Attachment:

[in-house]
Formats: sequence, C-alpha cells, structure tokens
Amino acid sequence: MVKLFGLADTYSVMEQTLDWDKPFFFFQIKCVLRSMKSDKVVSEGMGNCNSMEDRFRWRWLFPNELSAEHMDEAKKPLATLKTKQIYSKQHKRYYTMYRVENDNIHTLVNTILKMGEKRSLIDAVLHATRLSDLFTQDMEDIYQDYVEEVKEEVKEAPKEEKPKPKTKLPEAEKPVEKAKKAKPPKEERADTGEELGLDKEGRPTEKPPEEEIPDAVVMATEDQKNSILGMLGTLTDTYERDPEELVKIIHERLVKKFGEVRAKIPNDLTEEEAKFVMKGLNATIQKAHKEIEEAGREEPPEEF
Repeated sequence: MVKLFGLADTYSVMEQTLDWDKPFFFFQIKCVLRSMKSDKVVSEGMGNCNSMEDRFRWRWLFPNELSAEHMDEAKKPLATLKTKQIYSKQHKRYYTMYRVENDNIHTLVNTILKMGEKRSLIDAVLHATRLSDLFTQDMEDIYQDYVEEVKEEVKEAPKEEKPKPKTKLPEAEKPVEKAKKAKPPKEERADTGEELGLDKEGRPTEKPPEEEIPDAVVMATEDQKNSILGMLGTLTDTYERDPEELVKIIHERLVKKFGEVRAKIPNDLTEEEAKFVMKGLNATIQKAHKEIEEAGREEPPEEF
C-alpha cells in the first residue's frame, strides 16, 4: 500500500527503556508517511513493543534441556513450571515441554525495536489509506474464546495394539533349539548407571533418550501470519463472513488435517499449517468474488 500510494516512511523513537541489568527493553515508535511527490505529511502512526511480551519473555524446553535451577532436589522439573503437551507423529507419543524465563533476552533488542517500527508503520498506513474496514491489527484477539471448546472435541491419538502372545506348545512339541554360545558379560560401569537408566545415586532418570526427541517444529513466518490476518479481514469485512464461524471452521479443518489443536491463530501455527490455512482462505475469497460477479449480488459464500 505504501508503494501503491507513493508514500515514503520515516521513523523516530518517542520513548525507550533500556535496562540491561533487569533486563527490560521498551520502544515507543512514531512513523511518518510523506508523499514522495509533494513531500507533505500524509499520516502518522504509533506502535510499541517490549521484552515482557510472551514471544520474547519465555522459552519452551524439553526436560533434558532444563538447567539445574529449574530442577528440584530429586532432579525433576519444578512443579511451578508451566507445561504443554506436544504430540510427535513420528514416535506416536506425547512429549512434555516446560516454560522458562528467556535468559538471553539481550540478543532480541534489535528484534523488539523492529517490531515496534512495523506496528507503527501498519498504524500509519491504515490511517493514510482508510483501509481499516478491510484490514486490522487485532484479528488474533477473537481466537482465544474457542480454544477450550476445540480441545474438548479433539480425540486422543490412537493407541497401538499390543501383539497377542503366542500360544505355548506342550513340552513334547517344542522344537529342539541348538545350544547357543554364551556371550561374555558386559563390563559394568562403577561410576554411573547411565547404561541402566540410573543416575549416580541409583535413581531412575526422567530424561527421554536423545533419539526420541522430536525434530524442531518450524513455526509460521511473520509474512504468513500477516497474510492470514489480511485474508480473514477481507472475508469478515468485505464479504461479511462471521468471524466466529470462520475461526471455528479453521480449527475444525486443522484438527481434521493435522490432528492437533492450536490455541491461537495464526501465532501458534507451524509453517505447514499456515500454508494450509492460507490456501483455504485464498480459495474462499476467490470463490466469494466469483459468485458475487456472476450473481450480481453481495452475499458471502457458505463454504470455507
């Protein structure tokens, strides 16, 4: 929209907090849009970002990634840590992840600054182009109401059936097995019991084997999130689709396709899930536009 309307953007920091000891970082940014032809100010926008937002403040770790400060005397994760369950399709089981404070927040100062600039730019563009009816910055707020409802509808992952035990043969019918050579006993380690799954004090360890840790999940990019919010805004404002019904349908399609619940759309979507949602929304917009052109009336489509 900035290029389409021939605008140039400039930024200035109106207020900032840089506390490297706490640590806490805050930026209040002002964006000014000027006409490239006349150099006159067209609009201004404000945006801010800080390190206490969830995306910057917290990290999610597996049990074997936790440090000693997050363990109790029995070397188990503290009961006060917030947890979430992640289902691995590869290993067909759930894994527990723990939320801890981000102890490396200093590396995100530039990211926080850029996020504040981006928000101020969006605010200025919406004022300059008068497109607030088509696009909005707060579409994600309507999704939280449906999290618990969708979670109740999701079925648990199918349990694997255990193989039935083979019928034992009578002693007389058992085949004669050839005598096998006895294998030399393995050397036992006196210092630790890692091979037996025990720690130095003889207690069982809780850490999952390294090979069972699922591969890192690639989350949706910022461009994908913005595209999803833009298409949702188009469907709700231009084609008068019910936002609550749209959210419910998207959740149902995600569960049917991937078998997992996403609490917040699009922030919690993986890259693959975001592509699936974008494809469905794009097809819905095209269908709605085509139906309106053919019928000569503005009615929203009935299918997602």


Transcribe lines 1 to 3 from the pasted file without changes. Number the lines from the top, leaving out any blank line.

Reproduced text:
[in-house]
Formats: sequence, C-alpha cells, structure tokens
Amino acid sequence: MVKLFGLADTYSVMEQTLDWDKPFFFFQIKCVLRSMKSDKVVSEGMGNCNSMEDRFRWRWLFPNELSAEHMDEAKKPLATLKTKQIYSKQHKRYYTMYRVENDNIHTLVNTILKMGEKRSLIDAVLHATRLSDLFTQDMEDIYQDYVEEVKEEVKEAPKEEKPKPKTKLPEAEKPVEKAKKAKPPKEERADTGEELGLDKEGRPTEKPPEEEIPDAVVMATEDQKNSILGMLGTLTDTYERDPEELVKIIHERLVKKFGEVRAKIPNDLTEEEAKFVMKGLNATIQKAHKEIEEAGREEPPEEF